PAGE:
Hate: a negative impact with a strong bond

When hate builds, and a bond is created between two or more people, it is easier to get accommodated with the group.
Photo Illustration: Alex Nedelcu
When hate builds and a bond is created between two or more people, it is easier to fit in with the group.
Photo Illustration: Alex Nedelcu

Do you ever notice the personal bond you create with someone when you both hate the same things, like country music and overpriced salads? I mean, sure, a bond is also created over the things you love (i.e. brown-haired, green-eyed boys, and Audrey Hepburn’s style in Breakfast at Tiffany’s), but bonding over the negative can be so much more satisfying.

A couple of days ago, I found myself watching Scrubs on Netflix, and started to overflow with negative feelings for the show itself. Ugh, I hate this. But, I still didn’t dare turn it off. Oh my goodness, this is so stupid. Of course he’s going to go for the hot girl. OF COURSE THE HOT GIRL IS THE SMART ONE. The disgust continued until the first episode of the season ended.

Continue watching Episode 2? Temptation struck, and I clicked “yes.”

It is not completely heartless to mention that the stronger the hate, the closer the bond, is it? I proceeded to watch Episode 2 of Scrubs, and believe it or not, the hate grew. Oh, big deal, you try to convince someone to stop smoking. Since my day started out with hate, it proceeded to turn into a positively “hateful” day. My close friend came over shortly after my experimental Scrubs binge, and we decided to go to Starbucks for a quick, much needed fix.

“UGGGHHHHH!” I heard her say from the passenger’s seat, and glanced at her with worry. Is she in pain? “I HATE it when people post stupid comments on my Instagram pictures!”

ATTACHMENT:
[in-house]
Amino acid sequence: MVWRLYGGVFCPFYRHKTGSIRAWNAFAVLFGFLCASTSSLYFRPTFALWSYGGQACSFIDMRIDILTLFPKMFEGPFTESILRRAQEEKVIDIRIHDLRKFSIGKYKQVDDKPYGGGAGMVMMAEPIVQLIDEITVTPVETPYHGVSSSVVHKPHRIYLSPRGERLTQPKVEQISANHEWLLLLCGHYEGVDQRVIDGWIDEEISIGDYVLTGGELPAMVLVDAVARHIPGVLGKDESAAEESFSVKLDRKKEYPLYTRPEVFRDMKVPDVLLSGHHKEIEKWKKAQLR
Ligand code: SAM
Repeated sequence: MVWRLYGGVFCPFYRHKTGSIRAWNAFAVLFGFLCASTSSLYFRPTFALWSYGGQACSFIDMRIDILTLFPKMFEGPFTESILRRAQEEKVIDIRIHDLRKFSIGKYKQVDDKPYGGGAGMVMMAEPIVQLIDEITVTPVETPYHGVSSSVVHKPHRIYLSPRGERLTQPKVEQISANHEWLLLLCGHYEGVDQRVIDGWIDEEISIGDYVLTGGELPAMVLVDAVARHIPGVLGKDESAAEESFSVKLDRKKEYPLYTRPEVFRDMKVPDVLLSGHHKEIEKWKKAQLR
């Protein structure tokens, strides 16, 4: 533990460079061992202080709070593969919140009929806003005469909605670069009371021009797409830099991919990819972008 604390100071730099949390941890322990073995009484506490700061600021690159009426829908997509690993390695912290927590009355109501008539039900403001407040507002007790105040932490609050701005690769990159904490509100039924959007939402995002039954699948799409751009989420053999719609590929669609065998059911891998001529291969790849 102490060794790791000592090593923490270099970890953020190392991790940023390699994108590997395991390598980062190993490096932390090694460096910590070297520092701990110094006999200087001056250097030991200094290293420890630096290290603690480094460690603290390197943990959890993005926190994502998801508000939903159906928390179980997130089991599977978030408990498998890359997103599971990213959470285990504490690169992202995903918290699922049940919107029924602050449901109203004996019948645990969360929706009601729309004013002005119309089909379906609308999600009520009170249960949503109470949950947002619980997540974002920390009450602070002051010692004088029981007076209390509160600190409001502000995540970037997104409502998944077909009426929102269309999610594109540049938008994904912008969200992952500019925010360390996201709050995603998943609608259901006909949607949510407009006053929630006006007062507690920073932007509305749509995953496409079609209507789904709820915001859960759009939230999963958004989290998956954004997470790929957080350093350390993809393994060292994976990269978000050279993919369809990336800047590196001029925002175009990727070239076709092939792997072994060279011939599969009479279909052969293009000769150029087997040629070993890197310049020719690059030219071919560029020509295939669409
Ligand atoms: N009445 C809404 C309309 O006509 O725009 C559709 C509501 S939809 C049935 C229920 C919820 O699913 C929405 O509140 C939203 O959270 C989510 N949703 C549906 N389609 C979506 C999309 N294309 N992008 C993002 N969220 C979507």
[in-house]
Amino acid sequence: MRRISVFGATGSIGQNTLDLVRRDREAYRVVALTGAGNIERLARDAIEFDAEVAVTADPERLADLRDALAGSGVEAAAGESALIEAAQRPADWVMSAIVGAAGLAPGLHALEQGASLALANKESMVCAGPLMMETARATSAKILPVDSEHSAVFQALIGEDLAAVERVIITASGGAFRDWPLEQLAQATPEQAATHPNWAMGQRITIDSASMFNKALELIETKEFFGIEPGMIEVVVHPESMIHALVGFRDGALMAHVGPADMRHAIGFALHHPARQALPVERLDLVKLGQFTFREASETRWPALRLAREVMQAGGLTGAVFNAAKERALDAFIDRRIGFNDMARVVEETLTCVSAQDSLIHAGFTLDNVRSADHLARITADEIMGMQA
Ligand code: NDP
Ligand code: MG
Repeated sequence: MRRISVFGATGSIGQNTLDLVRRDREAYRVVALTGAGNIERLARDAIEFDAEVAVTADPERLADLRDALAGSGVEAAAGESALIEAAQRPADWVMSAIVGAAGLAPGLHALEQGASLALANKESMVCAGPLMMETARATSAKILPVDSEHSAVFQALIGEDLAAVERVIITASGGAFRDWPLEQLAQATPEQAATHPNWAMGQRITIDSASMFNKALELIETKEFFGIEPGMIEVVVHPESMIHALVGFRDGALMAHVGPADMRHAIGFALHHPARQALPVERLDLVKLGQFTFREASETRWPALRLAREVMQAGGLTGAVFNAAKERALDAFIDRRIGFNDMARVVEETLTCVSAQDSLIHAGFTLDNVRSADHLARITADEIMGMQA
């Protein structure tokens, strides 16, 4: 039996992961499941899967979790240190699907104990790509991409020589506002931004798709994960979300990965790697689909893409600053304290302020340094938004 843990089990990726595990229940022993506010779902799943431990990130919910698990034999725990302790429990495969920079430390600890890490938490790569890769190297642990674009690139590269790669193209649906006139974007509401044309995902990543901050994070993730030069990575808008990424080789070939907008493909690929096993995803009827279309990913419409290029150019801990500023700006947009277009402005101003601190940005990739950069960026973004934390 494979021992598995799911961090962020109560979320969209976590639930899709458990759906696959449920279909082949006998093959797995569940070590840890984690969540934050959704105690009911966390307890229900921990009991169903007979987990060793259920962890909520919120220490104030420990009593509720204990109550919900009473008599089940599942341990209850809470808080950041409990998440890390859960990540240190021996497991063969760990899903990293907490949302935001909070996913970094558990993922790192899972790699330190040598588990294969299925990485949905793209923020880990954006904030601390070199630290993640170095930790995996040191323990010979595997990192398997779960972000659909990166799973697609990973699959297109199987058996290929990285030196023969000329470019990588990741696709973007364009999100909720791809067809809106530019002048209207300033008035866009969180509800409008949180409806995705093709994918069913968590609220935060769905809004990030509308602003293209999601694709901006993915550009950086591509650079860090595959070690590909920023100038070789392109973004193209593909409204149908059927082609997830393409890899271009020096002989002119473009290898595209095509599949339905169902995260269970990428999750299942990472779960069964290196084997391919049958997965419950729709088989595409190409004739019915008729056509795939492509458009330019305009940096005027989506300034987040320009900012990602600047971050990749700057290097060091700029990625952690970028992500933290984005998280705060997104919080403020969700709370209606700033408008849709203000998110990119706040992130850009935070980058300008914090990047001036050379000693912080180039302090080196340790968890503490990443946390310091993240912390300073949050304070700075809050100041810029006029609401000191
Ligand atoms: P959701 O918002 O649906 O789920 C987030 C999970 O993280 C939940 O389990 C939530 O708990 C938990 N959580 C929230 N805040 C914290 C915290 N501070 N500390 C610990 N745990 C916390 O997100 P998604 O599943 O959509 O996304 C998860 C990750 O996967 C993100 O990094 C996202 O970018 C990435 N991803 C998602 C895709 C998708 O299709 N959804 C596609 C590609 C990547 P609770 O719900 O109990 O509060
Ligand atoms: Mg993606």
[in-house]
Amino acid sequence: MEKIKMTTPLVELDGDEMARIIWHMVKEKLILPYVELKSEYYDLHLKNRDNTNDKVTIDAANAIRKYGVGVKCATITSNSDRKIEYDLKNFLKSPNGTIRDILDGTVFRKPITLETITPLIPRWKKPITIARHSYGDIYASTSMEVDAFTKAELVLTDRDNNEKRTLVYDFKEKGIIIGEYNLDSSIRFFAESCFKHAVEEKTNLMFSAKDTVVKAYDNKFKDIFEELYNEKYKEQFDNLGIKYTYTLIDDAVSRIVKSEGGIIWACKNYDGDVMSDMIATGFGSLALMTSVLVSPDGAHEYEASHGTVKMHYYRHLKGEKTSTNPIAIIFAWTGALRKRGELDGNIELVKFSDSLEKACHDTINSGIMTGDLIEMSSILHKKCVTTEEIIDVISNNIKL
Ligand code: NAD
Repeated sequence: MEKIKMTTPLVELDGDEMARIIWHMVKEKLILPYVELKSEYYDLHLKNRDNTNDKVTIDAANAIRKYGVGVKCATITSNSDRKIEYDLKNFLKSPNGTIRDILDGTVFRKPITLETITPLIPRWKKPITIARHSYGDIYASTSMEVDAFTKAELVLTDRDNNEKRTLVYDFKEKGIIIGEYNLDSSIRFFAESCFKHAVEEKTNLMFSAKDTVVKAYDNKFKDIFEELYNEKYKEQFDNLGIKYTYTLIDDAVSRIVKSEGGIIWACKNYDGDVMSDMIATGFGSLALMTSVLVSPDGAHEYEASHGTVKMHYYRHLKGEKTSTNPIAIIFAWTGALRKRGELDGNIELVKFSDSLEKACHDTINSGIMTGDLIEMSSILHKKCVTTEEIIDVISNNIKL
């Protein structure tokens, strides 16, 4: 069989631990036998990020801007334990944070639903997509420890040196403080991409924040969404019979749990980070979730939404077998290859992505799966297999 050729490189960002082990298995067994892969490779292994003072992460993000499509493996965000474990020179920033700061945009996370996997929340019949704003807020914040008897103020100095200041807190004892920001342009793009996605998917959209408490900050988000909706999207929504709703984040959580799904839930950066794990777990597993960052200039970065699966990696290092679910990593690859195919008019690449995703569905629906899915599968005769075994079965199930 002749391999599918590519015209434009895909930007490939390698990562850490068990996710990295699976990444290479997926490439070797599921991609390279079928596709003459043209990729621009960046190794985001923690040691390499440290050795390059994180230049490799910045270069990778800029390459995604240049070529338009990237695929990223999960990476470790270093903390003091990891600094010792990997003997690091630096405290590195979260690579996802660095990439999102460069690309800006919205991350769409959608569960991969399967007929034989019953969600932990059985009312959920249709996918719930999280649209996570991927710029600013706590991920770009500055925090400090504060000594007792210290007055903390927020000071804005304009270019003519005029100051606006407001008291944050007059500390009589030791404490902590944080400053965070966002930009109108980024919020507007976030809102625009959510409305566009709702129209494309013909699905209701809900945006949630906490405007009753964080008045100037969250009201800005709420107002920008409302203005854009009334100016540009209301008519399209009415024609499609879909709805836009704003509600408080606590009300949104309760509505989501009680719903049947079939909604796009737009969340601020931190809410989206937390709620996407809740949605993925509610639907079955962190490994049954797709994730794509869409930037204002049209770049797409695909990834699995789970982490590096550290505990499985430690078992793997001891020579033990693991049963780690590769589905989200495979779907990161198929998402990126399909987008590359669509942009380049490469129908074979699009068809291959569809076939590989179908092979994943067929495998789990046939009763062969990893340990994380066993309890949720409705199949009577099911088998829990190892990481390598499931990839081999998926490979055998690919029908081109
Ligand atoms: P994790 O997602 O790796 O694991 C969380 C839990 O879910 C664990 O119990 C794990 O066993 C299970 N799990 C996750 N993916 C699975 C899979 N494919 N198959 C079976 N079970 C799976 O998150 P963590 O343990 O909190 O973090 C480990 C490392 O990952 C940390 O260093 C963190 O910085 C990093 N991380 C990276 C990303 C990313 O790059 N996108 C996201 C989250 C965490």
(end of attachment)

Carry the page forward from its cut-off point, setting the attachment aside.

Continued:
[vision_pullquote style=”1″ align=””] But, when should the line be drawn, and when is the hating supposed to stop? [/vision_pullquote]

Almost immediately, my hate-bulb sparked, as I realized that I felt the same way. And just like that, the bond grew like moss on rainforest rocks. Hate-bonding is much like love-bonding, mainly because hate (just like love) is the sharing of ideas and morals. Hatred can reveal so much about a person.

I let out a girly “omigosh,” as we sat in the car during the unnecessarily long Starbucks wait and elaborated on our hate-similarities (which soon turned into love-bonding over Dave Franco). This was almost as satisfying as the Lime Refresher I decided on (pretty smart choice for a scorching-hot, hateful, sweat-running-down-your-face Vegas day).

But, when should the line be drawn, and when is the hating supposed to stop?

Nearly every movie with a high school centered plot includes bullying such as Mean Girls and The Outsiders. Hate-bonding over someone can easily be considered a form of bullying due to the negative emotional impact that words and actions can cause. Believe it or not, hate-bonding in fact meets the criteria of bullying.

Although hate-bonding is a prime example of how negative feelings and thoughts can create connections, it should not be used with the intent to solidify a relationship. There is a plethora of ways to build and improve upon a friendship without having to include negativity. The moment you result to negative actions or thoughts, you may not trust your friend’s or your intentions, due to your judgmental attitude toward something that your friend could take interest in.

Regardless if you are a hate-filled person by nature or not, you should never hate on someone directly. Ultimately, hate-bonding could be a destructive activity, but like most things in life (makeup, gossip, sodium, and shopping), hate-bonding should be practiced in moderation.